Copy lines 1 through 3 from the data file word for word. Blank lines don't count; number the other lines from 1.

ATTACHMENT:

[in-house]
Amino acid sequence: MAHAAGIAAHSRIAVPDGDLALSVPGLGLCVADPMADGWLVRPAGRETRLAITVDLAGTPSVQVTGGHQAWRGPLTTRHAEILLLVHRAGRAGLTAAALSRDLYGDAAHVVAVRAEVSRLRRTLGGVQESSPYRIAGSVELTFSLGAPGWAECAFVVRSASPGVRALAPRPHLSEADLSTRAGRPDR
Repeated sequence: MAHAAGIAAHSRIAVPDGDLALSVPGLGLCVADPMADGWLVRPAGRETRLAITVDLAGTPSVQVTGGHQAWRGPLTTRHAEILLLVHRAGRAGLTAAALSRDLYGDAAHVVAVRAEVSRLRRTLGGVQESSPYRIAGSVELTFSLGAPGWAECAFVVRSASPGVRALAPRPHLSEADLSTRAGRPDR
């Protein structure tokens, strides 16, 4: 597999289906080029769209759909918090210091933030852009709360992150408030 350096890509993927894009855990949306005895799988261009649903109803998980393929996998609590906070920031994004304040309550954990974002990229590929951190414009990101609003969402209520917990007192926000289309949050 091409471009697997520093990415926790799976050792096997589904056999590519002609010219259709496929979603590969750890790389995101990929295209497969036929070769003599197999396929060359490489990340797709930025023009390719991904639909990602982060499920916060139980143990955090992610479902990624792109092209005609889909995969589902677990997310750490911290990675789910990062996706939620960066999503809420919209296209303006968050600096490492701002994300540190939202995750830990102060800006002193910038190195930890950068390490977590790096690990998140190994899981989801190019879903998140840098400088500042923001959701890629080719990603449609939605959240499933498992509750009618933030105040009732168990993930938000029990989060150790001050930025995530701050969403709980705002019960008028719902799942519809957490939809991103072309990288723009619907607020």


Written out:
[in-house]
Amino acid sequence: MAHAAGIAAHSRIAVPDGDLALSVPGLGLCVADPMADGWLVRPAGRETRLAITVDLAGTPSVQVTGGHQAWRGPLTTRHAEILLLVHRAGRAGLTAAALSRDLYGDAAHVVAVRAEVSRLRRTLGGVQESSPYRIAGSVELTFSLGAPGWAECAFVVRSASPGVRALAPRPHLSEADLSTRAGRPDR
Repeated sequence: MAHAAGIAAHSRIAVPDGDLALSVPGLGLCVADPMADGWLVRPAGRETRLAITVDLAGTPSVQVTGGHQAWRGPLTTRHAEILLLVHRAGRAGLTAAALSRDLYGDAAHVVAVRAEVSRLRRTLGGVQESSPYRIAGSVELTFSLGAPGWAECAFVVRSASPGVRALAPRPHLSEADLSTRAGRPDR